Athletic teams return to NESCAC play with COVID-19 precautions

Katherine Yang

Athletes on the volleyball team must remain fully masked at all times during practices and games, both of which occur indoors. (Marit Hoyem/The Williams Record)

Eph sports fans need not wait any longer: This season, NESCAC athletics have returned to full conference play. After a quiet last fall and restricted spring, it feels like the Eph athletic community is finally returning to normal — almost.

In order to protect the public health of the community, the NESCAC released a series of guidelines detailing COVID-19 protocols for the new fall season. “The biggest difference, of course, stems from the fact that all NESCAC institutions require their students to be vaccinated,” Athletic Director Lisa Melendy wrote in an email to the Record

The vaccination requirement, which requires all non-exempt students to be vaccinated, was the first step in ensuring a return to competitive athletics this fall. Last spring, student-athletes masked in all competitions, were rapid-tested the day of the competition, and did not travel. “[Now], we can be unmasked outdoors, overnights are allowed, and we are playing non-conference opponents,” Melendy wrote.

This has significantly shifted the way outdoor sports have been able to compete. “COVID protocols have definitely loosened this season, although precautions like masking and testing are still omnipresent both within the team and around campus,” Pat Theveny ’24, a sophomore men’s cross country runner, wrote to the Record. “We’ve been permitted to travel this semester, which has made training and competition more enjoyable.”

“Thankfully our practices and competitions have been able to continue relatively unimpeded thus far,” John Menton ’22, a member of the men’s golf team, wrote to the Record. “We are required to wear masks whenever we are inside at Taconic and traveling in hotels for away tournaments, but other than that our practices and competitions have gone forward basically as normal.”

“With golf being an open-air sport played in small groups, I am not very concerned at all about the possibility of contracting COVID due to athletic competition,” Menton added.

The College has also implemented a mask mandate for indoor athletic facilities. “We’re continuing to wear masks pretty much everywhere, except for the shower,” volleyball team member Renée DePencier Piñero ’23 said.

The mandate poses a particular challenge for volleyball, which is the only fall sport that both practices and competes indoors. “We were told ahead of time that we would have to be wearing masks for being an indoor sport, and [with] the fact that we have no air conditioning inside the gym, it was really difficult in terms of being able to breathe properly,” DePencier Piñero said. “A lot of us had to invest in a lot of disposable masks to make sure we were able to change them for hygienic reasons.”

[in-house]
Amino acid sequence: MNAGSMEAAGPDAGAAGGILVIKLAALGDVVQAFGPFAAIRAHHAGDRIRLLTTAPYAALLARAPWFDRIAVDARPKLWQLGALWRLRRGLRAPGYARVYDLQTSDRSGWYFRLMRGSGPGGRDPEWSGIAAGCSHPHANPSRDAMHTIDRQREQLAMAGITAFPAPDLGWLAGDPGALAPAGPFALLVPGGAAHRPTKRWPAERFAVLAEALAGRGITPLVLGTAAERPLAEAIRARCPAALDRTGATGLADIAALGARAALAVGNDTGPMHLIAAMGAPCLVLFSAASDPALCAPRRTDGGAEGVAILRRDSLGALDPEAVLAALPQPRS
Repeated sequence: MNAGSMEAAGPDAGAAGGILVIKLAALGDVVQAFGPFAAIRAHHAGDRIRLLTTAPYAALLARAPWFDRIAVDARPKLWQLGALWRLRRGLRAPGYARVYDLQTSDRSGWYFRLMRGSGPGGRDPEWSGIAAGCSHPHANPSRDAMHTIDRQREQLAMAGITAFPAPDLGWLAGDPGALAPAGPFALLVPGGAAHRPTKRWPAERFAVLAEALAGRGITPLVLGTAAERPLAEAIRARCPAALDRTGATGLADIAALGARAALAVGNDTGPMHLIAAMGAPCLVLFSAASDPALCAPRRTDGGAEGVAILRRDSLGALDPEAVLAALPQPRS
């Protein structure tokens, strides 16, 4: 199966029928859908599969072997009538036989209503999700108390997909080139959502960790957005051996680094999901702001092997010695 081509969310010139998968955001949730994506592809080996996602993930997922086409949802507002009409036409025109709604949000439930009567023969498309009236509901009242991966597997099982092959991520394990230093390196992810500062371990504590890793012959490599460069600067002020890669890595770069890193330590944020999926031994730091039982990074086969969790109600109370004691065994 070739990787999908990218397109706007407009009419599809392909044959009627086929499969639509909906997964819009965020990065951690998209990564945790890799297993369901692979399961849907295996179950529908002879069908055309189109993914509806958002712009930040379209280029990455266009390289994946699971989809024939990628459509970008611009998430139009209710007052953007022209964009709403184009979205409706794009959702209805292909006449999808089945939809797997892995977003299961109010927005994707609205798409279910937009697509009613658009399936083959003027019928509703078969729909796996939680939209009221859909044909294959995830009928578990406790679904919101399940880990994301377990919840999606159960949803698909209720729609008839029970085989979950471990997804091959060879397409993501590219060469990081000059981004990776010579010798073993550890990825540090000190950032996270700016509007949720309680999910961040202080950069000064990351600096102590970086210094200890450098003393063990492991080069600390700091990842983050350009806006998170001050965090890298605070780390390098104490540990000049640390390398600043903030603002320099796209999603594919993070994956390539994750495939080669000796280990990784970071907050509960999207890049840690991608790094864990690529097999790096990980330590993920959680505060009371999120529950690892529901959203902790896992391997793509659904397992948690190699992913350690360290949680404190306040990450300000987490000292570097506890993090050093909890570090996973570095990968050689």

Currently, the College does not allow family spectators at indoor events. “Parents are disappointed to not be able to attend indoor competitions at Williams,” Melendy said. “We will continue to review this policy and, if it seems safe to do so, will adjust.”

While parents can’t attend indoor competition, students and faculty are able to. “There hasn’t been a lack of spectators because we have all the seating [in Chandler Gymnasium],” DePencier Piñero said. “We’re happy that the student body is able to come and support us in our games.”

Although competing colleges might have different masking and COVID policies, the NESCAC guidelines state that both teams must defer to the stricter policy in competition. “For example, Amherst is in a double-masking policy or wearing KN95 masks, so when we play them, we’ll have to double-mask,” DePencier Piñero said.

Additionally, NESCAC schools are monitoring inter-school competition for possible outbreaks and transmission. “Institutions are sharing all of their protocols with one another and are expected to report positive cases,” Melendy wrote.

In the case of sustained increased transmission, schools have the responsibility to make an informed decision about continued team activity, according to the NESCAC guidelines. The guidelines define sustained increased transmission as concurrent positive cases of three or more for teams of less than 50, and concurrent positive cases of five percent or more for teams of greater than 50. 

If there is an outbreak and a team has insufficient players, cancellations due to negligence of institutional protocols will be considered a forfeit. However, a game will be rescheduled if a situation arises to no fault of the department.

The athletic community has largely adapted to guidelines to make competition possible. “We’ve been able to work with the requirements that we need to work with in order to keep this season as normal as possible,” DePencier Piñero said.

Melendy said she is excited to see students playing their sports once more. “The smiles on their faces and the joy I can see in them makes me happy beyond words,” she told the Record. “I am also happy for our coaches who have been longing to get back to what they love and to be able to work with their students in a much more familiar environment.”